Based on the relatively good feedback of part one I decided to maybe make this a bit more interactive with you all.
A few things I noticed on the comments section were fans of teams who had MW at some point. It was great to see so many of you had still got jerseys from back then too…
…and who knew that MW actually dipped their toes in the Rugby League market as well? I certainly didn’t! Or, at least, I couldn’t remember it.
Many thanks for the uploads, gentlemen. The histories of Morton, Torquay, Clydebank and HULL KR among others, are very safe in your hands.
Also while I’m here, there was one comment that really stuck out, simply because I don’t know if it’s true or not. Graham reckons MW are actually a Scottish company from Lanarkshire! I was convinced that they were Lancashire and, with them based in Bolton, one would hope that would be substantiated. But, to be fair, MW did always have a very respectable market share in Scotland, so I could be mistaken. If anyone can shed any light on this, I would be very grateful.
Anyway, we continue anon…
In 1988, Umbro were arguably the biggest risk takers in kit design. They were doing all sorts of messing around, such as with Sheffield stripes or coming up with never-before-seen colour palettes for their clients (e.g. Sheffield Wednesday silver and purple or Chelsea mint-green).
However, the Scotland home kit of 1988-91 was a masterpiece in understated elegance and widely considered by experts to be ahead of its time. It had a collar and buttons, a rich material and nice touches such as historical labels on the cuffs. It was essentially, bespoke.
Adidas, meanwhile looked to be going in the direction of simplicity. By the time the 1990 World Cup was over, they were well on the way to using just one piece of material for the entire jersey.
From the Matchwinner point of view, the company seemed to be still more focused on building a solid portfolio of quantity by 1988.
Teams such as Birmingham, Bolton and Hull were in slightly more evolved versions of the mk 1 1985 style seen in part 1.
Collars remained simple, crossovers rather than turnovers. Trim remained near the shoulders, now in broad stripes not too dissimilar to the Adidas templates seen in the early 1980s or indeed Aston Villa’s Henson kit in 1985. These were very respectable and neatly cut. An ideal Mk 2 collection, you might say.
One other item of note was that the brand logos were moved to the sleeves of the jersey in some instances. Hull were the first to try this in 1988. Others would follow suit as the company evolved…
The first real attempt at said evolution then took place in 1989. My research spotted that Reading had veered away from QPR-style hoops for most of the 80s and newly contracted MW had decked them out in a sky-blue home with collar. Surely this was a decision taken by the club rather than MW themselves but it’s interesting to note. Motherwell, up in Scotland, also received a snazzy collar that summer.
Notts County too were given a home jersey with a buttoned collar. Neil Warnock’s charges certainly found it to be lucky as they ended up beating Tranmere in the 1990 Division 3 play-off final. The collar was surely using that beautiful Scotland 88 as inspiration, MW now embraced button down turnover collars but, also, for Bolton, moved their logo to the sleeve as per Hull circa 1988. Detail on the tops of the shorts was also a cue taken from the Scottish kit, though MW opted in Crewe’s case for a hoop around the top of the shorts rather than a potentially lawsuit inducing triangle near the drawstrings (All this talk of the Scotland kit isn’t helping my argument that the company is not originally from Scotland!).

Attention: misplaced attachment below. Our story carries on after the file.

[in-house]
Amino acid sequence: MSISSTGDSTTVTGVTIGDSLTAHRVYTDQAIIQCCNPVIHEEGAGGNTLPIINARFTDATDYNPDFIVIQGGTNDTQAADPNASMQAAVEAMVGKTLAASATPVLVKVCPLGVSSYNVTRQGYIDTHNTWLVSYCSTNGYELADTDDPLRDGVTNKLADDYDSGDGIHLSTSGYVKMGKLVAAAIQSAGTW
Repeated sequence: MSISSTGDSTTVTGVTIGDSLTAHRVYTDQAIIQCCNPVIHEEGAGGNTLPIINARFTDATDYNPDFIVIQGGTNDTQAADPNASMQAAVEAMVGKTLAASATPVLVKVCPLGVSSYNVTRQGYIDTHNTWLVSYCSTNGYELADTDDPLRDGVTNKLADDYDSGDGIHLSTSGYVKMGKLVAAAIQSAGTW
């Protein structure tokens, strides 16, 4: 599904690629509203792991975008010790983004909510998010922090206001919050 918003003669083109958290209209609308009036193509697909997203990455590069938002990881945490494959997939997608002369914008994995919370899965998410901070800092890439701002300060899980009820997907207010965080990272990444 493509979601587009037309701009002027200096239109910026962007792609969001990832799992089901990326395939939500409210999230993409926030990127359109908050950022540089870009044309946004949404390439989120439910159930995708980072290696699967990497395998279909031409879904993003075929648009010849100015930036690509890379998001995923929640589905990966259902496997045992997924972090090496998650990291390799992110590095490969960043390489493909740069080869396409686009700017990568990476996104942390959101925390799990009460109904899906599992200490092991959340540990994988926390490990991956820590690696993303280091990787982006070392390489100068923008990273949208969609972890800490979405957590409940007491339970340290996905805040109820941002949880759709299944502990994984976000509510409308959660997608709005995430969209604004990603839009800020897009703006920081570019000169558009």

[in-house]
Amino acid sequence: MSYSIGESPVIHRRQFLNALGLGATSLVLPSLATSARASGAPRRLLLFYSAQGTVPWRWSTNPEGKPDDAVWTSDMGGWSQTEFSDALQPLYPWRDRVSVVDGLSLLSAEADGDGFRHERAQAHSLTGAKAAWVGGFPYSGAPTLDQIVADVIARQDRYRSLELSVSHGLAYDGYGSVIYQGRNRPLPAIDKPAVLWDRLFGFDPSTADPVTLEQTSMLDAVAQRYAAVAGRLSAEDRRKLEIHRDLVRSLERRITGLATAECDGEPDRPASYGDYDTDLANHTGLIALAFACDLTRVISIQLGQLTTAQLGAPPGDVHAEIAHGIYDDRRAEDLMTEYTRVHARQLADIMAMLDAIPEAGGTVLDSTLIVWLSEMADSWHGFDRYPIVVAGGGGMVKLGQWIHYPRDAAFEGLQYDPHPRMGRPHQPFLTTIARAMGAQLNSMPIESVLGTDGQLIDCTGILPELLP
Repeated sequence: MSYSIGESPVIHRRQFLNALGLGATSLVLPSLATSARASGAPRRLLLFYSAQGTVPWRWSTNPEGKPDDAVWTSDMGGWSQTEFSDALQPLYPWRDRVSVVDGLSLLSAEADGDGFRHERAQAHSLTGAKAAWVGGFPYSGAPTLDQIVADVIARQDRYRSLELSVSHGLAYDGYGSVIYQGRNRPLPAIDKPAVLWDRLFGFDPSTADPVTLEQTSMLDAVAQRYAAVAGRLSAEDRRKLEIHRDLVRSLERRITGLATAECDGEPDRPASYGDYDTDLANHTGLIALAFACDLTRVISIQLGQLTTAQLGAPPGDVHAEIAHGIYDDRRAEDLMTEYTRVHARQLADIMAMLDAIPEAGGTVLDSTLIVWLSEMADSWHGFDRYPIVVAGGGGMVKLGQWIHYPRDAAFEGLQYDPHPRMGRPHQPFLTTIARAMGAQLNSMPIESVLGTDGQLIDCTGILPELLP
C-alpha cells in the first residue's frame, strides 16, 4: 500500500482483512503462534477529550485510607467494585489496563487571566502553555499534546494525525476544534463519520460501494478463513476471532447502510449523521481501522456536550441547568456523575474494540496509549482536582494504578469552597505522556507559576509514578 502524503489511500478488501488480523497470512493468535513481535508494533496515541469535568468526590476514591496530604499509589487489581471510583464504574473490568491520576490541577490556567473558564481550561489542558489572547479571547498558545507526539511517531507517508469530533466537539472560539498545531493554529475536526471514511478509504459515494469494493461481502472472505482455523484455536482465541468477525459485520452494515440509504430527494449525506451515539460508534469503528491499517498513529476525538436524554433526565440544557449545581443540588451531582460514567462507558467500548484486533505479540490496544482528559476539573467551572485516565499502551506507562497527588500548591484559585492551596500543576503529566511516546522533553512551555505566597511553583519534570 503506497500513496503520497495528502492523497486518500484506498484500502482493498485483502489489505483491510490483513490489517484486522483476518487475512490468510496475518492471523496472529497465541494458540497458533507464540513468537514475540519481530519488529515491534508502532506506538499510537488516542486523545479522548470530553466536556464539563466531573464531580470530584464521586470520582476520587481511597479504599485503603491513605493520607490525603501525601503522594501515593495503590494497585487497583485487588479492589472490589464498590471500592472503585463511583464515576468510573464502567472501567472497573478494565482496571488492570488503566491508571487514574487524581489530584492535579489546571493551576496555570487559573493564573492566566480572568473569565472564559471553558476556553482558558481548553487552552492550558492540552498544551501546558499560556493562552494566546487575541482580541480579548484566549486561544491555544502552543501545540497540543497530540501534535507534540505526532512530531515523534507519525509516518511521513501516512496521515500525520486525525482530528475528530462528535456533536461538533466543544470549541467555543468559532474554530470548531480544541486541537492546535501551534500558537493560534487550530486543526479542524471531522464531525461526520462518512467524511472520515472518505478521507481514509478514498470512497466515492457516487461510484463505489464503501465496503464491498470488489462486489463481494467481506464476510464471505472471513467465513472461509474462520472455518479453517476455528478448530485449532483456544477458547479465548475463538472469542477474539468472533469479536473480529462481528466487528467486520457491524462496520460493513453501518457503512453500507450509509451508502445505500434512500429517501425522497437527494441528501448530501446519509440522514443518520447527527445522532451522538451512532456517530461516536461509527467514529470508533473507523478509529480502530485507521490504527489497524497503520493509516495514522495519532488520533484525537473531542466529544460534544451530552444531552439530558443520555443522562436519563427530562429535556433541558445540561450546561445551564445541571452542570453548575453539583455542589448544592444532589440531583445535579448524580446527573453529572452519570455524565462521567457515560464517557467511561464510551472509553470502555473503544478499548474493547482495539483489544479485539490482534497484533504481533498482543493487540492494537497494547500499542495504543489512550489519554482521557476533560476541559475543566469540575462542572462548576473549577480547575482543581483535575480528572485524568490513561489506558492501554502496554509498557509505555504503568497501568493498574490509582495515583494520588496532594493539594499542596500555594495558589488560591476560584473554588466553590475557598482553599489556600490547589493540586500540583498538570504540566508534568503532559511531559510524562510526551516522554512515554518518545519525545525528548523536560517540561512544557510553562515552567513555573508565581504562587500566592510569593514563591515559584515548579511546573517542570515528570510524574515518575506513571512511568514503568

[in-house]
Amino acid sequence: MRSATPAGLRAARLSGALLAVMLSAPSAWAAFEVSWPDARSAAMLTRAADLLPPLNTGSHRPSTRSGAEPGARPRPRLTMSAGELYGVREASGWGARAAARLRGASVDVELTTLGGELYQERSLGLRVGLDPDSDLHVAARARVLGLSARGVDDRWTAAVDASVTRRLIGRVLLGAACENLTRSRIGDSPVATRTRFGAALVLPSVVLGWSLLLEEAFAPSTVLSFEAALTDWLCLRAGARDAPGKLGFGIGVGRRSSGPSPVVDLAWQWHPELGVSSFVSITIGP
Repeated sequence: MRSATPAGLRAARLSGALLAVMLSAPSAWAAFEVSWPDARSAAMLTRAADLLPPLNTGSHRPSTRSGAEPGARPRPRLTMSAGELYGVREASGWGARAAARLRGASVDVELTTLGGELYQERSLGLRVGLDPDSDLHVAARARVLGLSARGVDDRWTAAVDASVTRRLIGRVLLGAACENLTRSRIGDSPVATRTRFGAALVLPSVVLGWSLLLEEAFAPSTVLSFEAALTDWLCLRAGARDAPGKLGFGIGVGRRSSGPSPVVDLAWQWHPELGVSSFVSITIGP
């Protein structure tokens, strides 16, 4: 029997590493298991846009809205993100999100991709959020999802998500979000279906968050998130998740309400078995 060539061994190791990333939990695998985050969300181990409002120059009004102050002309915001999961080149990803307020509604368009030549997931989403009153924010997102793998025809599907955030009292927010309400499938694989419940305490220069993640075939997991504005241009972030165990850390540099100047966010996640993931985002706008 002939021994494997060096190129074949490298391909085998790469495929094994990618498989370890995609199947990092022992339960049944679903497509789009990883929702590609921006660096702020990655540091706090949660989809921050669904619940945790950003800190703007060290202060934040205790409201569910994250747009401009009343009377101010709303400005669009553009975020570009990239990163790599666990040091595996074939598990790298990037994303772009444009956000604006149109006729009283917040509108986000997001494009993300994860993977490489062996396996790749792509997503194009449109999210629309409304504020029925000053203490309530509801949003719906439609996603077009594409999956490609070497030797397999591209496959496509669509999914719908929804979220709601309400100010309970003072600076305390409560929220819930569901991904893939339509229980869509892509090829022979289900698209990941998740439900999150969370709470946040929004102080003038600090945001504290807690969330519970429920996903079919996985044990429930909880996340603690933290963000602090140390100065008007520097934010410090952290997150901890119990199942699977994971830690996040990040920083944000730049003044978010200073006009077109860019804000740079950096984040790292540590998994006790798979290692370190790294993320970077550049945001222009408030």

Sporting black and white stripes like County were St Mirren in Scotland. Having had an unusual style with their earlier kit, they reverted to a more straightforward design, with new MW contract Stoke City in similar, though with a greater number of stripes. Kilmarnock also wore a smart striped shirt.
For the Bolton away kit, Matchwinner gave signs of the willingness to experiment, as a very fine navy chequered pattern gave the impression of a light-blue shirt. Stoke’s double-sashed change shirts were a nod to the past while the same style was used for Motherwell, albeit with the stripes moved to the left to line up with the crest.
This era was arguably the most fruitful period of tangible success delivered on the pitch for MW. North of the border, Hamilton Academical made it to the top-flight Scottish Premier Division in 1988 while Clydebank made it all the way to a Scottish Cup semi-final in 1990, a pretty big deal for a small first division club at the time.
In 1991, MW were seen in all three football league finals. Notts County achieved a second straight promotion as they battled their way back into the top flight of English football since 1984 and subsequently would become the first and only team to wear MW in the highest point of England’s football pyramid.
As well as that, Bolton narrowly lost to Tranmere (who were dressed that day in a very fetching En-S claret and sky) while Torquay triumphed against seaside resort rivals Blackpool.
The game was actually Torquay’s Matchwinner debut, having switched from the Ribero kits worn that season, and it gave an insight into what was planned for 1991-92.
In retrospect, it was a ‘bridging’ season for the company, evolving on what had been done for now and giving glimpses of the excesses that were on the way. Meanwhile things were also about to change in the wider wonderful world of kits.